Since 1976, African American History Month (also known as Black History Month) has been observed each February in the United States.
How will you observe this celebration?
Start broadly, learning about African American History Month through the documents, photos, audio and video files, and collections compiled by the Library of Congress, National Archives and Records Administration, National Endowment for the Humanities, National Gallery of Art, National Park Service, Smithsonian Institution and United States Holocaust Memorial Museum.
The 2019 theme for African American History Month is “Black Migrations.” Learn more about this theme from the Association for the Study of African American Life and History (ASALH). The forced migration of 12 million Africans in the slave trade is a historical reality many are aware of, but this year’s theme invites us to focus on migration from the 20th century onward.
Isabel Wilkerson’s The Warmth of Other Suns: The Epic Story of America’s Great Migration*explores the journey of six million African Americans out of the southern U.S. to the northeast, mid-west and western U.S. She includes broad realities of the Jim Crow laws and pervasive discrimination and violence, but also tells the story of the Great Migration (1916–1970) by focusing on three individuals (with different socioeconomic experiences) and their journeys (to three different parts of the U.S.). Her amazing blend of storytelling and historical context has garnered a number of awards for this book, and it will doubtlessly become a classic for understanding race in the U.S. For a shorter introduction, try Isabel Wilkerson’s article for the Smithsonian, “The Long-Lasting Legacy of the Great Migration," which highlights how the Great Migration shaped the lives of actor James Earl Jones, writer Zora Neale Hurston, baseball great Jackie Robinson and others.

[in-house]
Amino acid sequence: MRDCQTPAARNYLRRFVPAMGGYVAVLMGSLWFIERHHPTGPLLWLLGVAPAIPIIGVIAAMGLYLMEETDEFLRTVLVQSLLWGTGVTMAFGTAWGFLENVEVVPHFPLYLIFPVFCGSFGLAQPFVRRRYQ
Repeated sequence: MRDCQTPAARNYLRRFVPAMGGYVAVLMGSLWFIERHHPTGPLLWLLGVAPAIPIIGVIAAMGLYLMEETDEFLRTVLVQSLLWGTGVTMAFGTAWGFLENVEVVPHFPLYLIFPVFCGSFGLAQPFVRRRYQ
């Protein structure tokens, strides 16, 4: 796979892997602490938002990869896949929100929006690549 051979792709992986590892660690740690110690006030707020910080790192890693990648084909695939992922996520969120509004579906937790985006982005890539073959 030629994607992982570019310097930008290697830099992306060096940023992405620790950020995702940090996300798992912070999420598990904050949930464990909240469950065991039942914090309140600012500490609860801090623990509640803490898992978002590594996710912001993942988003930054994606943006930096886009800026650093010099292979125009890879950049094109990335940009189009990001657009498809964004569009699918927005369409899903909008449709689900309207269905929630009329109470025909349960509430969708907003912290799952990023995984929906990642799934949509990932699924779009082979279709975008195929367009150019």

Share this topic with young readers in your life with Jacqueline Woodson’s This Is the Rope: A Story from the Great Migration*;One Crazy Summer* by Rita Williams-Garcia; and Bud, Not Buddy* by Christopher Paul Curtis.
The Great Migration allows us to look at black migration with a historical perspective and clarity. But black migration is still very much a reality, so the ASALHsuggests looking at more recent migration “from spatial and social perspectives, with attention to ‘new’ African Americans because of the burgeoning African and Caribbean population in the U.S.; northern African Americans’ return to the south; racial suburbanization; inner-city hyper-ghettoization; health and environment; civil rights and protest activism; electoral politics; mass incarceration; and dynamic cultural production.”
Mary Church Terrell–educator, political activist, and first president of the National Association of Colored Women. Library of Congress
Cover of Black History Bulletin (Vol. 81, #2), Black Migrations. ASALH.
Many of these are topics and concerns of Presbyterian Women (PW) and the Presbyterian Church (U.S.A.).
Download a brochure that describes redlining and current racial segregation and the recent PW Gathering march that raised awareness about these topics. Consider how you can investigate, bring awareness and work for justice on this topic in your community.
Find out about how Presbyterian Disaster Assistance has been supporting the Presbytery of Lake Huron in their work to ensure safe drinking water for people in Flint, Michigan who are suffering the effects of lead-contaminated water. Also, keep a lookout for PDA’s upcoming documentary, Flint.
Or if you’d like to make your observance Presbyterian-focused, read a (timeless!) short article about the ways African Americans have shaped the denomination.
Then watch Looking Back to Move Forward, a 17-minute video that highlights the witness and legacy of African American women in the Presbyterian Church (U.S.A.) and its predecessor denominations. (Try the accompanying puzzle to see how much you remember!)
Or perhaps you’d like to explore multicultural and social justice books for children, young adults, and educators.